Scicence Videos for Our Week

With Spring finally here, Hero is hoping to go out with our Bee Man again, and so we're learning some more about the bees. Here are some video clips I'm planning to show him this week.

Reading Rainbow apparently had a thing on honeybees. We'll be watching that one.

This one Hero saw as I was looking through YouTube, and he asked for it. I was kind of leaning towards using it anyway, so it's on the list!

I haven't had a chance to preview this one, so I don't know how kid-friendly this is, but we'll have a look at it. It's supposed to be a Beekeeping 101 kind of thing. Since he's interested in going out with our Bee Man, I'm hoping that this won't be too dry.

We watched a couple of clips of bees mating this afternoon, so I thought it would also be interesting to see her lay some eggs.

We're using the book How Baking Works, and doing it a very little bit - just a few paraghraphs - at a time. This week we're looking at a section called "the special role of water", dealing with hydration. We laid the groundwork for this last week in talking about what are elements, atoms, and molecules. This week we'll mess around with some hydrating and dissolving. Since we don't have a microscope, we'll have a look at some videos to increase our understanding of what is going on at the microscopic level.

This is another about dissolving. It's more complex than we really need for what we are doing, but it's done pretty simply, so I think it'll work.

02 May 2013

Nature in the Neighborhood #2

OK. We got out this week, and had a great visit to the pond. Dragon almost sat down in it, which I talked him out of, but then he fell down instead. I have some awesome pictures - and a video that I hope caught the sound I think was frogs. I am really hoping that I'll be able to get a few things posted before 9am Friday morning.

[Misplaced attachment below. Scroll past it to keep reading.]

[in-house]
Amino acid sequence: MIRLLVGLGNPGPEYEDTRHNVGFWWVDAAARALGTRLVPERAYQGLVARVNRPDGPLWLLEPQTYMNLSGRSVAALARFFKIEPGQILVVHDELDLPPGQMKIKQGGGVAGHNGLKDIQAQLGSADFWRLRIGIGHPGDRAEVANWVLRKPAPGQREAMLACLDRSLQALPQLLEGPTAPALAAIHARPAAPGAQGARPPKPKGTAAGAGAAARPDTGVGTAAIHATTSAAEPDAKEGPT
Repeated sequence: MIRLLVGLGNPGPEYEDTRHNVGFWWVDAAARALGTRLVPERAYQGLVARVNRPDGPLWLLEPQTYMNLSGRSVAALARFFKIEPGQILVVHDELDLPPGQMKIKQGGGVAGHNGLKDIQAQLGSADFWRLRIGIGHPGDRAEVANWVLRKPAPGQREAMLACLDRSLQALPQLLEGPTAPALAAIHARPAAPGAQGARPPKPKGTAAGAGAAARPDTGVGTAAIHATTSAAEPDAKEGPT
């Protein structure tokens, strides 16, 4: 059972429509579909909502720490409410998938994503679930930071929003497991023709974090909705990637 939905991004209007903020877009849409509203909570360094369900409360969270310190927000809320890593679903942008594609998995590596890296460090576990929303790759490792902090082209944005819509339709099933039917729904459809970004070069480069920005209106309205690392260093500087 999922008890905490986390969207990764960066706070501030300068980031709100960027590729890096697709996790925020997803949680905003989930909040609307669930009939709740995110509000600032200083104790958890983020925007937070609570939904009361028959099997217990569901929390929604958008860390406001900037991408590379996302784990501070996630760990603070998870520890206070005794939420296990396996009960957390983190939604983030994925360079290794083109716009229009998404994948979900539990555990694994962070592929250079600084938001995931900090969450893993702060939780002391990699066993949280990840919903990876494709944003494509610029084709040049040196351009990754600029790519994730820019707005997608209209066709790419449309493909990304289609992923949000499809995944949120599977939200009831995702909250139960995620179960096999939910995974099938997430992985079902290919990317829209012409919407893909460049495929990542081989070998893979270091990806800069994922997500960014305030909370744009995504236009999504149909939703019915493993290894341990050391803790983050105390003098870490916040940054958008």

However. Our house is on the market, and we got a call: they want to show the house on Saturday. AND, my brother is bringing in his family from out of town - 1500 miles worth of  "out of town." I'm not so sure that I'm going to have time for blogging. So I'm hoping to toss up a few pictures, but if not, I'll at least leave you with this teaser.

Good thing this is a come-as-you-are party!!

So. To play, here is what you do:

1. Go outside. Take you kids & have fun. While you're out, try to find some "interesting thing." Or plan a whole nature walk with goals and everything. Or somewhere in between. Have fun. Take a picture or two if you like.

2. Blog about it.

3. Come and link up with the linky. It will give you code, which you can add to your post if you like. This will allow us to "hop" from one blog to another without needing to constantly come back here, which I think is awesome!

4. Leave me a comment to let me know if you like the blog hop format or if you would prefer a regular linky.

5. If you want to be reminded about Nature in the Neighborhood (and other posts from my blog, as well as interesting articles & such that I don't have time to actually blog about) then pop over to Facebook and "like" Baby Steps Blog.

Thanks for playing!